In this digital age of on-line forums, blogs and Dr Google our clients frequently call us to discuss the management of patients whom have fixed views about the treatment they wish to receive.

Obstetricians and midwives particularly, report that we are in an era where women are more reluctant to take advice in relation to safe birthing despite the not insignificant risks being clearly explained. Our general practitioners tell us that patients often present with a print-out from the internet requesting various prescriptions or referrals for surgery.

Patient autonomy is of course an essential and important legal foundation of the doctor/patient relationship. But to what end? What if you are uncomfortable with the decisions the patient has made? Are you feeling pressure to acquiesce to a patient’s demands so you can end the difficult (and often long) conversations?

The scenario
A lady in her 50s has been seeing a specialist for a number of years. They have a good relationship and she has taken the specialist’s advice without question during that time. On this particular occasion, the specialist recommends a minor surgical procedure. The patient does not wish to have the procedure but is insisting on medication management not surgical intervention. The specialist does not consider medication is an appropriate form of therapy and believes that if the procedure does not go ahead, she could be at risk of the disease developing and potentially becoming life-threatening.

The specialist does not wish to upset his patient and whilst he believes that the medication will not cause any harm, he does not believe that it will treat the disease effectively.

We discussed with the specialist a number of factors including what might be the reason for the woman wanting to avoid a procedure. He disclosed that she had a ‘bad experience’ with an anaesthetic previously which was causing some anxiety. He had already counselled her about how this could be managed and offered to arrange a consultation with his anaesthetist colleague so these apprehensions could be best planned for and managed. He did not feel that this was the issue.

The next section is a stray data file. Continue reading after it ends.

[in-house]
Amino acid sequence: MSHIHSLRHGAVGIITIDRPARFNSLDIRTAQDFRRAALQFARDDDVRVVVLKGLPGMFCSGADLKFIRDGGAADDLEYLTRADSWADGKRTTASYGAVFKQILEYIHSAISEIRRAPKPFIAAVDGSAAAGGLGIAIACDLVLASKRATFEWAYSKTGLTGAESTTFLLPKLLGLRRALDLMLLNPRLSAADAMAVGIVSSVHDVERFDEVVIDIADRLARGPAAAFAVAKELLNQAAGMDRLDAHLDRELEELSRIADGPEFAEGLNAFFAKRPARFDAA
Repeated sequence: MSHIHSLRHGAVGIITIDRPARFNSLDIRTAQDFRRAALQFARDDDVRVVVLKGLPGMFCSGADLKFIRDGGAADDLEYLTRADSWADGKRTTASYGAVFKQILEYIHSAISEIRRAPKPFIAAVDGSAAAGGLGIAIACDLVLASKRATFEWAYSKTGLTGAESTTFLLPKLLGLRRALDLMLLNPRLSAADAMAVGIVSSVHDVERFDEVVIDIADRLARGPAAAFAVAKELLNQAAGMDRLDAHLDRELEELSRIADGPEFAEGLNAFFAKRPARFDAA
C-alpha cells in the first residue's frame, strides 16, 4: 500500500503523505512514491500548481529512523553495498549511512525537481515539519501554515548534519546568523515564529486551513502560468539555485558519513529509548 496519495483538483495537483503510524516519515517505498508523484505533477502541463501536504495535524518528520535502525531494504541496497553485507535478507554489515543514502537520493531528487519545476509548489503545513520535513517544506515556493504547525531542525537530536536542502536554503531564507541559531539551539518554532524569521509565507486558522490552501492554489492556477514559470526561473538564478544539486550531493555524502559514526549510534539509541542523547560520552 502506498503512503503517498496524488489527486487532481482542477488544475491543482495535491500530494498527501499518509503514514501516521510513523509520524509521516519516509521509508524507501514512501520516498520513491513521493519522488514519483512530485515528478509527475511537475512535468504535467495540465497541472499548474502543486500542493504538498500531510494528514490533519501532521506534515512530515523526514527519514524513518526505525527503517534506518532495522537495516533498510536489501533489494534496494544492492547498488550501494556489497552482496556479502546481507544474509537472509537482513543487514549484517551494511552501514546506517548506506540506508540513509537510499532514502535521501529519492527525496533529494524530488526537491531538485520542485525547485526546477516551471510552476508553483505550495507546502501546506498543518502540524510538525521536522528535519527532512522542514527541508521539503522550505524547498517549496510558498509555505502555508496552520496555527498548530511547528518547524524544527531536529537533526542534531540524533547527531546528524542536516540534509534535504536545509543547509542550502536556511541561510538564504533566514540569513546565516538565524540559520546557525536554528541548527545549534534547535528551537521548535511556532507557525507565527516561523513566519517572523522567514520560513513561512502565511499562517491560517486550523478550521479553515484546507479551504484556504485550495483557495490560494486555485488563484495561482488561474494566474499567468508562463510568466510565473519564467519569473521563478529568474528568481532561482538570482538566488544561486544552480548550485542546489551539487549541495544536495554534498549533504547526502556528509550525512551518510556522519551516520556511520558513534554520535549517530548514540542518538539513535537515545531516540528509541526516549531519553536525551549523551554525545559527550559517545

He believed that she had formed the view that medication was the most effective treatment and that is what she wished him to prescribe.

We asked the specialist whether his peers would prescribe the medication in this clinical situation. He conceded that they would not.

When asked if a junior doctor came to him for advice, whether he would endorse the medication regime over the surgical one, he agreed he would counsel against it.

We explained to the doctor that whilst his intentions of keeping his patient happy and avoiding difficult conversations was understandable, he was exposed to criticism by his colleagues and the regulator. Further, if his failure to recommend appropriate treatment led to a poor outcome, he may find himself the subject of legal proceedings.

Where to from here?
We advised the doctor to recall the patient for a consultation so that a clear and thorough discussion could take place. We recommended that:

  • The doctor explain that he would not be prescribing the medication because it is not clinically appropriate
  • The risks of refusing surgical treatment be thoroughly explained and documented
  • He offer a referral to a specialist colleague for a second opinion
  • He write to the referring general practitioner explaining the above.

The doctor was concerned that the discussion may become heated or abusive.

We discussed his option to politely terminate the consultation and if he felt there was irreparable damage to the relationship, he could discharge her from his care as long as she was able to seek specialist advice elsewhere, the general practitioner was informed and the patient was advised in writing.

Obviously the goal is to ensure that those steps do not have to be taken but we take this opportunity to remind our clients:

  • You are the professional with extensive training and expertise
  • Patient views and opinions are important but you have a duty to recommend appropriate, evidence-based treatment options
  • You may be inviting criticism by the regulator and/or your peers via court proceedings if a complaint or claim is made
  • Careful documentation of these discussions is crucial.

Finally, worried about a complaint from the patient, we reassured the doctor that in our experience, defending good medical practice resulting in an unhappy patient is much more desirable than trying to defend poor medical practice resulting in an unhappy patient and an unhappy doctor.

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